Meter’s Relationship Derivation from Ancient Egyptian Royal Cubit Earth Dimensions Greek Foot Pi Factor Great Pyramid Drexel Math Forum Franz Gnaedinger Napolean Bonaparte Giza Expeditions Survey Egypt French Established Meter Length Assem Deif Egyptian Math Astronomy Global Celestial Navigation Common Origin Ancient Metrics

Egyptian mathematician and archaeologist Assem Deif knows that the dimensions of the Great Pyramid of Giza, denominated in royal cubits, reflect the pi relationship, but he doesn’t know why the base perimeter of the GP is half a nautical mile (based on timekeeping), and he doesn’t know why the length of the royal cubit was established as 20.632 inches, nor does Franz Gnaedinger, who posted at the Drexel Math Forum that (very interestingly) the length of the meter is the length of six royal cubits divided by pi, but what he and Deif don’t know is that the ancient royal cubit, and the ancient greek foot, as well as, the modern meter, are all subdivisions of the dimensions of the earth, with 5 greek stadia of 600 ancient greek feet each equaling the base perimeter length of the GP, and as the base perimeter length of the GP is half a nautical mile (1/7,200th of the earth’s radius), we see that the ancient greek and egyptian measures were based upon the same system of earth measurement by the slow wobble of the earth’s axis, manifesting as the apparent movement of the constellations along the horizon through the years in a counter-clockwise direction (as the earth wobbles in a clockwise direction) at 72 years/degree.

I certainly hope you refer Deif and Gnaedinger to article #2 at, to see how the ancients measured the earth by the measured rate of precession, integrated with simple hexagon geometry, with subdivisions therefrom to establish the length of the modern kilometer (1/40,000th of the earth’s circumference), as well as, the ancient greek mile (10 stadia) and the modern nautical mile, both 1/21,600th of the earth’s circumference, which is twice the factor by which the earth’s circumference was subdivided to establish the base perimeter length of the GP, 1/43,200th of the earth’s circumference, so you can see that earth measure (geo metry) is the key to the metrics in the ancient world, as in the modern world.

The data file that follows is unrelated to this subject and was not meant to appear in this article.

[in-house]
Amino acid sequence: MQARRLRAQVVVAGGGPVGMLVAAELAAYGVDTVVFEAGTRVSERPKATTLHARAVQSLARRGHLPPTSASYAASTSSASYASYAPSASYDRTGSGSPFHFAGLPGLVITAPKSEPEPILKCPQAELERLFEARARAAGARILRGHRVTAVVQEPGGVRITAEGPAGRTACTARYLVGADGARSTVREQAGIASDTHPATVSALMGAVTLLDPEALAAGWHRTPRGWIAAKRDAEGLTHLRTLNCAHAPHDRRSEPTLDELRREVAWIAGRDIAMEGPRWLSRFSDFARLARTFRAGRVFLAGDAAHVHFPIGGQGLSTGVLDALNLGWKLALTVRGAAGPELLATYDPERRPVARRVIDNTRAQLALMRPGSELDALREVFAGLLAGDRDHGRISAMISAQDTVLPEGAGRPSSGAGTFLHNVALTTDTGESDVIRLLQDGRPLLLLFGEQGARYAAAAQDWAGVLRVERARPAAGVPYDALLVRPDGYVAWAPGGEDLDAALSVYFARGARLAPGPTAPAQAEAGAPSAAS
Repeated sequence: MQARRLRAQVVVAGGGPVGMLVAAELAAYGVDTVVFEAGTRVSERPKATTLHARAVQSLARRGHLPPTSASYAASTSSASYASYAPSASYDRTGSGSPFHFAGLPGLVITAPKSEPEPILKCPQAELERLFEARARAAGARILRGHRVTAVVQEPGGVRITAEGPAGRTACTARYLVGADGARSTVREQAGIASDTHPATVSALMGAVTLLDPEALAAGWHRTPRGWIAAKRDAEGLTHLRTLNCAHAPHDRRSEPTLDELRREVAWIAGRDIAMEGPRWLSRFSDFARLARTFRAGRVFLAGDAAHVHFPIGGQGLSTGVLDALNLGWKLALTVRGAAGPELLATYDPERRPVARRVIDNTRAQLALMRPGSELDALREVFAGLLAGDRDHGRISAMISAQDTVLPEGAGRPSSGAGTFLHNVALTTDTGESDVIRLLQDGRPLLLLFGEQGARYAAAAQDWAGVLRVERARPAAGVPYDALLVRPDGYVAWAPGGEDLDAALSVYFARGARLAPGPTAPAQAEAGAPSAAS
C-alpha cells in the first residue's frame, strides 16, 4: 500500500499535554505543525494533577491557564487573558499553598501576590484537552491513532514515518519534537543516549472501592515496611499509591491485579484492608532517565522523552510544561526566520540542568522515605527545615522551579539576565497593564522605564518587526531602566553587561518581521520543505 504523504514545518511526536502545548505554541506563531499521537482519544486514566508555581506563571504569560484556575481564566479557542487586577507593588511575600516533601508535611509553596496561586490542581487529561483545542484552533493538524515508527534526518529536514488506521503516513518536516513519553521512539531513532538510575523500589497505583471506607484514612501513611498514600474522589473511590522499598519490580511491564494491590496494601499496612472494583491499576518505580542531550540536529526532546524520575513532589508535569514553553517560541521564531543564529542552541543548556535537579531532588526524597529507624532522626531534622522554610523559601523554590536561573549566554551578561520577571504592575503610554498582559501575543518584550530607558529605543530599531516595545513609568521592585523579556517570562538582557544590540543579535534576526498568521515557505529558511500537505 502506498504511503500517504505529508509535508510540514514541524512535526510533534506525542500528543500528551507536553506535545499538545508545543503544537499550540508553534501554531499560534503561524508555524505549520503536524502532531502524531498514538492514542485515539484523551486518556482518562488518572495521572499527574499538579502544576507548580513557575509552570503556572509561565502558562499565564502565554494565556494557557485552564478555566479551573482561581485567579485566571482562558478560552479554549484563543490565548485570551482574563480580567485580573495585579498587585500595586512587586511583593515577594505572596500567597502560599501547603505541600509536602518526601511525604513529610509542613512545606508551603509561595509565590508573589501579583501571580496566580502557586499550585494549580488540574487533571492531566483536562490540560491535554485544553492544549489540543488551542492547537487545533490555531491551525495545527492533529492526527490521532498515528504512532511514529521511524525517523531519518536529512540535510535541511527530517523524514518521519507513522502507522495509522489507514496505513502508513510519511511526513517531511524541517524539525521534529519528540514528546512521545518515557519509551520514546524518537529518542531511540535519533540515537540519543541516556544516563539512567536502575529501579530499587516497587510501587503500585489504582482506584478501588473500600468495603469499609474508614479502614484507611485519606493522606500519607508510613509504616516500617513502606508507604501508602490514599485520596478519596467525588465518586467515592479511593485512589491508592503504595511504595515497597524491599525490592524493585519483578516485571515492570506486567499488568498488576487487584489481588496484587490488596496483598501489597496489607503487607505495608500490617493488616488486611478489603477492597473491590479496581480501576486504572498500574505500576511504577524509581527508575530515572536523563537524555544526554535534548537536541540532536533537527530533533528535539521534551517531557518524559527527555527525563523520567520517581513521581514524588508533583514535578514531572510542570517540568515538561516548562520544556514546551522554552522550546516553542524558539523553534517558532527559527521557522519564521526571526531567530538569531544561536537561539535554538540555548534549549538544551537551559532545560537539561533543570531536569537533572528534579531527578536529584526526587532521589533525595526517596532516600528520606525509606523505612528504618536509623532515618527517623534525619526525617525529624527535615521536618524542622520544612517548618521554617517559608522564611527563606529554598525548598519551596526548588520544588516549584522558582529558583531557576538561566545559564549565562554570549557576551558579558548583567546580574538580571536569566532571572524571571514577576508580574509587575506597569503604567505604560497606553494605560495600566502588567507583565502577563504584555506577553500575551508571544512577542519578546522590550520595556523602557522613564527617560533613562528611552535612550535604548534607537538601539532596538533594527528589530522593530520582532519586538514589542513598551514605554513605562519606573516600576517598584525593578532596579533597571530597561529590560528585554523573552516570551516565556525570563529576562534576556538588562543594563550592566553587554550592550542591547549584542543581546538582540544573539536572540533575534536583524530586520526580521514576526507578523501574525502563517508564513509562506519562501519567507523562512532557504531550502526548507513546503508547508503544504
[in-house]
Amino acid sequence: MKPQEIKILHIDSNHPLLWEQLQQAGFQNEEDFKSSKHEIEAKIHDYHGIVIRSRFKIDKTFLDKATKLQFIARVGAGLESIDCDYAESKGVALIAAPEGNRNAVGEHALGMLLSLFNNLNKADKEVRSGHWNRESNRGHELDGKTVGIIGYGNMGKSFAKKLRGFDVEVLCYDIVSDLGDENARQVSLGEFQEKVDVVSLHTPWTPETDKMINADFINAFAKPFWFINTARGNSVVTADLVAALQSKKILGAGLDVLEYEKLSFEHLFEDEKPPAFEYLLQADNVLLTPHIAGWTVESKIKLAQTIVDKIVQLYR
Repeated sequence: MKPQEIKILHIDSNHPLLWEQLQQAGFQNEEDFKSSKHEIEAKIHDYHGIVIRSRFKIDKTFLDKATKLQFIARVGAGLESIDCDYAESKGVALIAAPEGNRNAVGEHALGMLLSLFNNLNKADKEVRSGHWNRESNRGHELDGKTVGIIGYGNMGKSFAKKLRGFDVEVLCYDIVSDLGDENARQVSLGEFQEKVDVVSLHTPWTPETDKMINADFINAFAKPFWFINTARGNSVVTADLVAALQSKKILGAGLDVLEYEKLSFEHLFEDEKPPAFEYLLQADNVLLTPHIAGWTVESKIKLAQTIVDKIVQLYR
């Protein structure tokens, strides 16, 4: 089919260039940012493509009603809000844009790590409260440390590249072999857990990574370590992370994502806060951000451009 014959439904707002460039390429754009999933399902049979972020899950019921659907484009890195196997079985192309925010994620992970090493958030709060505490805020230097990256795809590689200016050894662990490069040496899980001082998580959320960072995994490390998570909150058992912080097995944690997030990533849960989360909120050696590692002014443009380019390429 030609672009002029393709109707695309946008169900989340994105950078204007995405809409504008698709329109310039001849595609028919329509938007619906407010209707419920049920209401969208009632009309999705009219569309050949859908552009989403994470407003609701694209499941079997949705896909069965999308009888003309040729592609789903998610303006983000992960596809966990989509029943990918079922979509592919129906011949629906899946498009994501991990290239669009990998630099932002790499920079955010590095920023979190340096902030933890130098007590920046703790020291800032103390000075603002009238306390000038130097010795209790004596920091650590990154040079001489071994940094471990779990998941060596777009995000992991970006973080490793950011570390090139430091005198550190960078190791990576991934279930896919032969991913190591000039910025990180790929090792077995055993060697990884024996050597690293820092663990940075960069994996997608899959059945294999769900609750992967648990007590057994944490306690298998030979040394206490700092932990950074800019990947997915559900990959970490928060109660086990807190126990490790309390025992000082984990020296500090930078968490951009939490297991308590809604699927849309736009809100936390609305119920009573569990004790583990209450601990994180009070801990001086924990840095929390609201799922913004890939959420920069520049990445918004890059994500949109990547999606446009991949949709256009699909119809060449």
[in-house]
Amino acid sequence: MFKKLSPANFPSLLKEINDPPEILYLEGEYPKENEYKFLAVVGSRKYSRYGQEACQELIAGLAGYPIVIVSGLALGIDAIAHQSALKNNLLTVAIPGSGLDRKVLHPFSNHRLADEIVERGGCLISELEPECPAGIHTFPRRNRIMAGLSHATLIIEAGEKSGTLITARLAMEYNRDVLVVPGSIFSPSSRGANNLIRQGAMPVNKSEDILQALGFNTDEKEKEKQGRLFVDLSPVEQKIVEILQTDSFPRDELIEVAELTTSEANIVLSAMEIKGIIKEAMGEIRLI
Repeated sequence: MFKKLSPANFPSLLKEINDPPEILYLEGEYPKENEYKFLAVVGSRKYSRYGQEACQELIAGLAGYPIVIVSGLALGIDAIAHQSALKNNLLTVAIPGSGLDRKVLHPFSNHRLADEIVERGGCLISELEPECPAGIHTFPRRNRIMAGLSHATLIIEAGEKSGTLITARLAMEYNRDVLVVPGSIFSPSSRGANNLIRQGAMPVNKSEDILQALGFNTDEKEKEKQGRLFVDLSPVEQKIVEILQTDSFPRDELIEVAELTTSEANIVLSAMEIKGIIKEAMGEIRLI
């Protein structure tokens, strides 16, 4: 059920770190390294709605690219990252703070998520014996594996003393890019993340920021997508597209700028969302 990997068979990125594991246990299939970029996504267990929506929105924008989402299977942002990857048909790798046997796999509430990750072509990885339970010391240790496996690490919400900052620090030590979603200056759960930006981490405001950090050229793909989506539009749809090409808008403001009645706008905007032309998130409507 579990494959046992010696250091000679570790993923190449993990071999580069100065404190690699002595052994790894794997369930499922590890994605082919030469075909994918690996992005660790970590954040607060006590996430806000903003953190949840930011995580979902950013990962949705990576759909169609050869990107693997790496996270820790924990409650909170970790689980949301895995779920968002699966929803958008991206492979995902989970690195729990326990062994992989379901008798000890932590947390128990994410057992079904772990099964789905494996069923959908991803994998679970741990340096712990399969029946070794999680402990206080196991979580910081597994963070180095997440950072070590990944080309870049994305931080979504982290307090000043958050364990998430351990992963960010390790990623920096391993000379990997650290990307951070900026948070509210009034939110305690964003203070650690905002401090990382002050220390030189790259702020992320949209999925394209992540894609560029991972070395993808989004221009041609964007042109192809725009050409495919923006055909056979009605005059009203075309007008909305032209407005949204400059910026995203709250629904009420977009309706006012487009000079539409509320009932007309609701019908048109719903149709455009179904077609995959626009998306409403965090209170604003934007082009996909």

Gnaedinger’s insight that Napolean Bonaparte’s expedition to, and survey of, the Giza plateau structures, most notably the GP, resulted in the calculation for the length of the meter (six royal cubits divided by pi) is a new twist on these matters for me, very interesting to now realize, as that length, multiplied by 1,000, equals a kilometer, which is 1/40,000th of the earth’s circumference, a nice round number because of the pi relationsip having been manifested in the GP, as 280 royal cubits (the GP’s height), divided into 880 royal cubits (half the GP’s base perimeter length) equals pi.  Read on here under category Ancient Navigation, to see how this all makes sense in terms of ancient history, navigation, and the origins of metric systems.

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